In any given year, it’s estimated that 1 in 5 Americans will experience a mental illness. This means that someone you know – and potentially someone you love – is struggling with their mental health. Mental illness is widespread, yet it often is overlooked. It’s considered a “silent disease,” as many people struggle alone and do not ask for help. It is easy for symptoms of depression, anxiety, and other mental health conditions to go unnoticed or unaddressed. In fact, the World Health Organization (WHO) estimates that close to two-thirds of mental illnesses go untreated. Many cases even go undiagnosed.
How often does mental illness go untreated?
As stated above, two-thirds of people globally do not seek treatment for their mental health conditions. In the United States, over half (54 percent) of adults do not receive treatment for their mental illness. For those who do in fact receive treatment, the delay between symptom onset and first treatment is long, with an estimated 11 year gap. This means most people struggle with mental illness for over a decade before getting the help they need.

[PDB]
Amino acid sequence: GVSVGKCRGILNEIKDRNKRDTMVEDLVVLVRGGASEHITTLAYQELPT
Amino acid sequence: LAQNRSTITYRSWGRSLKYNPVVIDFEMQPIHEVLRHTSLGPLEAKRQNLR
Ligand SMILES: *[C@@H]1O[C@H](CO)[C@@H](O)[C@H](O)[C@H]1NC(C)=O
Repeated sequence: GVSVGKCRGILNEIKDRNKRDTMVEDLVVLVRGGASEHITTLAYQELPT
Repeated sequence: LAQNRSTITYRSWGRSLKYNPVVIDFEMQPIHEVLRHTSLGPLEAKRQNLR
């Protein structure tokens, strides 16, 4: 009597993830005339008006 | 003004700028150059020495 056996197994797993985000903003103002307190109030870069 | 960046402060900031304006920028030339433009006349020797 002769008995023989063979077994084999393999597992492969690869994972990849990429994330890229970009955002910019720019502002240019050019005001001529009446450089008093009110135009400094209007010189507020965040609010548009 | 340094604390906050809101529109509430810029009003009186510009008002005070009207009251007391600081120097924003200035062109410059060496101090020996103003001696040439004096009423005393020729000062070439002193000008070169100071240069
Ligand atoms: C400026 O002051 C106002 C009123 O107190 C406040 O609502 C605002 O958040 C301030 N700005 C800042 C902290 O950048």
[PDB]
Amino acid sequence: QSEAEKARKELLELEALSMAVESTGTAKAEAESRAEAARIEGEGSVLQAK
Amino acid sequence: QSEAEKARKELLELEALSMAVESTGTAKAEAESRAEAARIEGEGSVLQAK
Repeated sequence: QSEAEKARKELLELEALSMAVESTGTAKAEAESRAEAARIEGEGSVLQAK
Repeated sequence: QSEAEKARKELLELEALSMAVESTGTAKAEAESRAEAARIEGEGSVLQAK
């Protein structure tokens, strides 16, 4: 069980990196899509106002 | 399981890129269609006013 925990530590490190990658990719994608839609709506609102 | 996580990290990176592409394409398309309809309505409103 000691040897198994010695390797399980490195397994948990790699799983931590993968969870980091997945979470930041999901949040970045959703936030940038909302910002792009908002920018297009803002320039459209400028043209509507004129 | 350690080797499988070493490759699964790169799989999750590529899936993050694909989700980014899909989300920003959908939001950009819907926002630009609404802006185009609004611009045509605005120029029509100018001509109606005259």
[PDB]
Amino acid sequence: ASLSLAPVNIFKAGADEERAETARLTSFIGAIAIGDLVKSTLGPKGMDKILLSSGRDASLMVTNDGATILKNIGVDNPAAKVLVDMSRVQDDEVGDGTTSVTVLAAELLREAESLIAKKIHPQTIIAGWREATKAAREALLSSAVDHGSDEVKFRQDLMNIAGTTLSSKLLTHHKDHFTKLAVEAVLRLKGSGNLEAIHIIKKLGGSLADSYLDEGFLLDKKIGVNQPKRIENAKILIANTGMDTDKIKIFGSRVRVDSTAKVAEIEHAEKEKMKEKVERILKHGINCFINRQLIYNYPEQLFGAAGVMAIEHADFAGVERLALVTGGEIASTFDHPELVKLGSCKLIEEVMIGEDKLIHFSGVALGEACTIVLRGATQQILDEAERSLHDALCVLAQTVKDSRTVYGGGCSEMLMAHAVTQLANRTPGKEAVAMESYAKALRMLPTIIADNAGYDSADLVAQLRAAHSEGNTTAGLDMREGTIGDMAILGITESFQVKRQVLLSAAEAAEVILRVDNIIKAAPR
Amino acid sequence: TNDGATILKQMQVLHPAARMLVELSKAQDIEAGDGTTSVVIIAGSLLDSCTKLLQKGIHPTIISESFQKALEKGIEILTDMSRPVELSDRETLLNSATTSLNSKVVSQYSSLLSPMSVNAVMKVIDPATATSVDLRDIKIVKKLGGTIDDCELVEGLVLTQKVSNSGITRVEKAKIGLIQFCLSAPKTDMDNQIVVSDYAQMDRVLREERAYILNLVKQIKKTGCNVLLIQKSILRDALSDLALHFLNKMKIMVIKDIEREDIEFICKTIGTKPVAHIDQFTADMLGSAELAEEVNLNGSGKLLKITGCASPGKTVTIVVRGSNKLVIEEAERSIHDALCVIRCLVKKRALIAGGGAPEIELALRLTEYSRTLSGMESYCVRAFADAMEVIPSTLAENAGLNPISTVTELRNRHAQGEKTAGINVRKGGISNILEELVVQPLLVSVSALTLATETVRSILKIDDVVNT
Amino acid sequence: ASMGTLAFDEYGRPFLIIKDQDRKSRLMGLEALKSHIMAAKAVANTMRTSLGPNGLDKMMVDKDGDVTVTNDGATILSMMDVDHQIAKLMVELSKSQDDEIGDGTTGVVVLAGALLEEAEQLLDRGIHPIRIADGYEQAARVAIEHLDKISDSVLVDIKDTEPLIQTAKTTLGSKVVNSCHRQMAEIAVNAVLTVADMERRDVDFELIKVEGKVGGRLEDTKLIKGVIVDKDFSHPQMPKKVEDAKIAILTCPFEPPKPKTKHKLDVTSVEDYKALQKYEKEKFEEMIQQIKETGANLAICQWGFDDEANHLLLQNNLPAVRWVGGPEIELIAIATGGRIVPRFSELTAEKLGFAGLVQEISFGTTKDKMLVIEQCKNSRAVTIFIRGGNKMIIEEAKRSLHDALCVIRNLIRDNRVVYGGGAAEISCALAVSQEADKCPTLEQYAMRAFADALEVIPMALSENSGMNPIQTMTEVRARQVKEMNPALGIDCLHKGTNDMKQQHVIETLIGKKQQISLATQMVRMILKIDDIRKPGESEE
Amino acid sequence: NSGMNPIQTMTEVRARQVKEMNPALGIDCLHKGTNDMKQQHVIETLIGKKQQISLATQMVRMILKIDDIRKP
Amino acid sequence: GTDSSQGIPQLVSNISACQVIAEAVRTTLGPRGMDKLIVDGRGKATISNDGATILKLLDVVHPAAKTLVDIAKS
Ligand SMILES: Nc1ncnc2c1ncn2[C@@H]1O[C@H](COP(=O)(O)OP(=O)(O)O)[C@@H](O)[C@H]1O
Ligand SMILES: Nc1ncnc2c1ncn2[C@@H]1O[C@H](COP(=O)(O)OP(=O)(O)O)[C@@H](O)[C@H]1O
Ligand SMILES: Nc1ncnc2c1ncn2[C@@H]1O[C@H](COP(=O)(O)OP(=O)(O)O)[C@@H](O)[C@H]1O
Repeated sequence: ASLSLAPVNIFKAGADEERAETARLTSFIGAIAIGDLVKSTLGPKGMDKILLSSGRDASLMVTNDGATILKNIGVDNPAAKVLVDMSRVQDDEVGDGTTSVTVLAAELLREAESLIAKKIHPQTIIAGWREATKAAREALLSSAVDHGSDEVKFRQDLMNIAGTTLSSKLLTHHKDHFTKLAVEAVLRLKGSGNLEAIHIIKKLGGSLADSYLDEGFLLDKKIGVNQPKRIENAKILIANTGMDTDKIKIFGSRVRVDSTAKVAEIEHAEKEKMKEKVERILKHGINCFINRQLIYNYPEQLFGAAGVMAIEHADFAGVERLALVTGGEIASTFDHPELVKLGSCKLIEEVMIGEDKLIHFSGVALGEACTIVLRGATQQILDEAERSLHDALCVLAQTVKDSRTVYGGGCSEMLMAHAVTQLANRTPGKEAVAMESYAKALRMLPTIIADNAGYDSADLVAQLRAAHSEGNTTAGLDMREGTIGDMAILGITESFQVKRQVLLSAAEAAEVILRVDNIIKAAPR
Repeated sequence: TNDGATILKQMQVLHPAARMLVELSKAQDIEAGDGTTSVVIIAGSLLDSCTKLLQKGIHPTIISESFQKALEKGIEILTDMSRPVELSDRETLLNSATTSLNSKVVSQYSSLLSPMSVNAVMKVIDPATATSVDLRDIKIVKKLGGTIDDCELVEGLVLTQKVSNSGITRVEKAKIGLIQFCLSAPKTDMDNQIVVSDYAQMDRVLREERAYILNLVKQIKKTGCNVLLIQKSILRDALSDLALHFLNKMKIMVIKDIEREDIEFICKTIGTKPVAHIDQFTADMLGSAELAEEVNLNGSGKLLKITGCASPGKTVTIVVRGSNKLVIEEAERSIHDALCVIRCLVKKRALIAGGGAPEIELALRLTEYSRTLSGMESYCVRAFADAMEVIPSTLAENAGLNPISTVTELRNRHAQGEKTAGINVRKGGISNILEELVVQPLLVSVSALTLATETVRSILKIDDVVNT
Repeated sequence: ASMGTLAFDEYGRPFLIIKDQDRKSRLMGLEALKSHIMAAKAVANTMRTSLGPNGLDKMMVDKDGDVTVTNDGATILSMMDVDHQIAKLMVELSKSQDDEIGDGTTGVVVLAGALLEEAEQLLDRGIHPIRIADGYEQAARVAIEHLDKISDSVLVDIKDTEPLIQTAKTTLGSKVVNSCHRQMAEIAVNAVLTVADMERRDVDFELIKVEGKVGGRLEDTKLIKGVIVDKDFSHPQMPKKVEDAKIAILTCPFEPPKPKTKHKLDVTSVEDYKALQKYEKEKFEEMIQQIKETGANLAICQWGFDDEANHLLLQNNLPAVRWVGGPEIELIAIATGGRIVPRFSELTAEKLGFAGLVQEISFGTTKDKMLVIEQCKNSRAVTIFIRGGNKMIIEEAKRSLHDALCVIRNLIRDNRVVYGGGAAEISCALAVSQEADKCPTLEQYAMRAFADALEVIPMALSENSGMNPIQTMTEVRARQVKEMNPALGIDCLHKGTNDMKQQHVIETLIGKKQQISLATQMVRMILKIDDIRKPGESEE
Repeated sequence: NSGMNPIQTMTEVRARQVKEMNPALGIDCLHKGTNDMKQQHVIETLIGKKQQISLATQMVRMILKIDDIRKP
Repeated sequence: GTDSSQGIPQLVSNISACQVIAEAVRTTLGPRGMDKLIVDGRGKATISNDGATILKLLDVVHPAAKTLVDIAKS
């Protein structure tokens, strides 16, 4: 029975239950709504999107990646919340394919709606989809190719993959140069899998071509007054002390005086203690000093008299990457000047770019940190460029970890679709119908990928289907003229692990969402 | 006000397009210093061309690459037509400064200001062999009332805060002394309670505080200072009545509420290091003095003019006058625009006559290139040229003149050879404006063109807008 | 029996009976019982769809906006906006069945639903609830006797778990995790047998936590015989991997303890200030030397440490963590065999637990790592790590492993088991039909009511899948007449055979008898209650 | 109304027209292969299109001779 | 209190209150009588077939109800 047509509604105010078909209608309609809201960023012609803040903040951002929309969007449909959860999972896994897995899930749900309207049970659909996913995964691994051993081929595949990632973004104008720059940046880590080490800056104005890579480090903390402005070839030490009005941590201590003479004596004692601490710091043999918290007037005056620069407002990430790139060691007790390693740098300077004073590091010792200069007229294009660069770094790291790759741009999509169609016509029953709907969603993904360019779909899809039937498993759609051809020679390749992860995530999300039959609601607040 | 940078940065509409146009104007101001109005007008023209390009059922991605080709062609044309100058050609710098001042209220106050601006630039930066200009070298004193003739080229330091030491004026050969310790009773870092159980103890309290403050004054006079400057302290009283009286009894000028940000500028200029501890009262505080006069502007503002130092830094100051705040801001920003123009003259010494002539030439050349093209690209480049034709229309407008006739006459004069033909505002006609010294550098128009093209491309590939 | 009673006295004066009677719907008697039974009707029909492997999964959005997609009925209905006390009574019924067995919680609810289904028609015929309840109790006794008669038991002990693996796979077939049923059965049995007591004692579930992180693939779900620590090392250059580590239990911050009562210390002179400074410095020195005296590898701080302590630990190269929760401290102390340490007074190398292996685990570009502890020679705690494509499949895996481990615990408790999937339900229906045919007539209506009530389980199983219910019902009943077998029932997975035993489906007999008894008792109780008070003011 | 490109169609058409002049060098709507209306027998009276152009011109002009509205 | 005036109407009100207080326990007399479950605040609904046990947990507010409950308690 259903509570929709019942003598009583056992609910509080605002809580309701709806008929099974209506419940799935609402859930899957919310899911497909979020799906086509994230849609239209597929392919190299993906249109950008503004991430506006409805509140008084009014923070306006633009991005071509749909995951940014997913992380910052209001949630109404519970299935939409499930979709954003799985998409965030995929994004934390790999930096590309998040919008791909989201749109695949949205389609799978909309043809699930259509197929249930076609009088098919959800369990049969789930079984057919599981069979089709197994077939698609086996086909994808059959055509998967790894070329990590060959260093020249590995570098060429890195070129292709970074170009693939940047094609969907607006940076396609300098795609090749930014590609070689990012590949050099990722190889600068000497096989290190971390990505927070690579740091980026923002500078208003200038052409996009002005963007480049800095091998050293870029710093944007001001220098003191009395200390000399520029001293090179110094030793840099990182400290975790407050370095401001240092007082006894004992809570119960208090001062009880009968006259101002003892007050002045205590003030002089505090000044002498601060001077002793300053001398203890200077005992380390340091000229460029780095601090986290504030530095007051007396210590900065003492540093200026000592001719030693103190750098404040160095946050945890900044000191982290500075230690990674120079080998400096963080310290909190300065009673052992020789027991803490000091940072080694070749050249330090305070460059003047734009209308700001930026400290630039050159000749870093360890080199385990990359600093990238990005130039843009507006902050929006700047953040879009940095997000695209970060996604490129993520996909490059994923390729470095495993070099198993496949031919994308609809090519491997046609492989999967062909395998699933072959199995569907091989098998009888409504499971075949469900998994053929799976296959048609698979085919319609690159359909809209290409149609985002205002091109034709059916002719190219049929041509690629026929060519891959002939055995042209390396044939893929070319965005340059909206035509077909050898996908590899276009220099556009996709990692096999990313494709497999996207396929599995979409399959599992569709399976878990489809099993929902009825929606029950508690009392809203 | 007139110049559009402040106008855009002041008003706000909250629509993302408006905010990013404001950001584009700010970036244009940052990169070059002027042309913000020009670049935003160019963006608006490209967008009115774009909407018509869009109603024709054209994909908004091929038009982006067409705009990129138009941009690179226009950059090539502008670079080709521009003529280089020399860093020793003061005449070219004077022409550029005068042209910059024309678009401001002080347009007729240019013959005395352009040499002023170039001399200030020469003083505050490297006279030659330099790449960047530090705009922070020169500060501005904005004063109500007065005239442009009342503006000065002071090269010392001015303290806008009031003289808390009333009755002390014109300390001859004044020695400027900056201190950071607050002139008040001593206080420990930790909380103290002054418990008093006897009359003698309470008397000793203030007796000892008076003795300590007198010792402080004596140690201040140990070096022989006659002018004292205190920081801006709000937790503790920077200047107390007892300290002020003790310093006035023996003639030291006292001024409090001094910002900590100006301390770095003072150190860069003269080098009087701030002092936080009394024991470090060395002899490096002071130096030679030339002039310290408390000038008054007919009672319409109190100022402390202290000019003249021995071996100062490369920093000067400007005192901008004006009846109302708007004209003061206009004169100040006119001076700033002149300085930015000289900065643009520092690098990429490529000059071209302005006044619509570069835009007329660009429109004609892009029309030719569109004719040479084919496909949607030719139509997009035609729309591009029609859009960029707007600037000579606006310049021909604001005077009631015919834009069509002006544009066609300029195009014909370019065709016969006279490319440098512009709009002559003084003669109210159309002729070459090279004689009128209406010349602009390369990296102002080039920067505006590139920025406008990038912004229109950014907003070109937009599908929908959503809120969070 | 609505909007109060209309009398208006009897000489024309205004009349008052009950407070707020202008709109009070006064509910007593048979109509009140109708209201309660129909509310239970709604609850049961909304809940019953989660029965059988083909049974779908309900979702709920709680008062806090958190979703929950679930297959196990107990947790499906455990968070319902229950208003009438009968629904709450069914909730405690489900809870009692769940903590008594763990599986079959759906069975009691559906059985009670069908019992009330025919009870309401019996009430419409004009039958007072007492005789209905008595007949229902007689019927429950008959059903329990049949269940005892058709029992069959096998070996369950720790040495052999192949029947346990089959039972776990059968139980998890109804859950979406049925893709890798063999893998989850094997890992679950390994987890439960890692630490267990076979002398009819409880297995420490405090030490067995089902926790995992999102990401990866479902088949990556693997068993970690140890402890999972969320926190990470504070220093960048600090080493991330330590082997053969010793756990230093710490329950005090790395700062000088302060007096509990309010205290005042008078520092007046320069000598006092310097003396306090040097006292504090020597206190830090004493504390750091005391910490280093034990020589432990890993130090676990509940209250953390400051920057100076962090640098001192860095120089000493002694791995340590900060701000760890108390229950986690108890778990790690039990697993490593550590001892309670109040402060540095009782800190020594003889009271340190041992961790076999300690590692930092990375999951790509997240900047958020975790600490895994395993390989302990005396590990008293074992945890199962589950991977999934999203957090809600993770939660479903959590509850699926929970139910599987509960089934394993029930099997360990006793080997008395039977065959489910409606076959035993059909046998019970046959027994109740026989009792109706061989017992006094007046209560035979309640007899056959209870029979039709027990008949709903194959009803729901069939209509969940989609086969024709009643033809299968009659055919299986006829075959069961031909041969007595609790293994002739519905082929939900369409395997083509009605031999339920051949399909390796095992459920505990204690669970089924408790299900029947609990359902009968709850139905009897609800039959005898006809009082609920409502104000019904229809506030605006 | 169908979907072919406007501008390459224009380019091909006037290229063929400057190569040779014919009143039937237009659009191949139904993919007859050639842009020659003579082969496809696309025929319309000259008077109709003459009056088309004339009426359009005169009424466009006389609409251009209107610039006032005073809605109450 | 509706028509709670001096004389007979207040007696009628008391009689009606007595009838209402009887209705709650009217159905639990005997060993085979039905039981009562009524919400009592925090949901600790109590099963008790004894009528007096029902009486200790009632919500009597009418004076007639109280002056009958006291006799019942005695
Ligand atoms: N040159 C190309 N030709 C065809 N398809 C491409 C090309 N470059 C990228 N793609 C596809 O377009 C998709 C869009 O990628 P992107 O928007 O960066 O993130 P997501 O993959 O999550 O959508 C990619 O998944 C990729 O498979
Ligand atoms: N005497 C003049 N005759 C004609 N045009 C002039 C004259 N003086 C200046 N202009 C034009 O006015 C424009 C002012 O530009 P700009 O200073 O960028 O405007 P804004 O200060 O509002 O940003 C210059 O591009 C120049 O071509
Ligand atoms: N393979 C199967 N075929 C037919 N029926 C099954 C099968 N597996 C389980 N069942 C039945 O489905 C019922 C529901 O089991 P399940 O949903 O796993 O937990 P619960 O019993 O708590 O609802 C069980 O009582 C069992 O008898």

It’s important to note that these statistics are only relevant to people with known disorders. Too often, mental illness goes undiagnosed—and this is difficult to put a number on. It is unclear how many people are out there struggling with mental health symptoms, but unaware or unsure of how to get the proper support. We do know, however, that more than 50 percent of people will be diagnosed with a mental illness at some point in their lifetime, which equates to more than 166 million Americans.
These are harrowing statistics, but there is good news. When mental health conditions are recognized and diagnosed, they are manageable and treatable.
Why does mental illness go undiagnosed?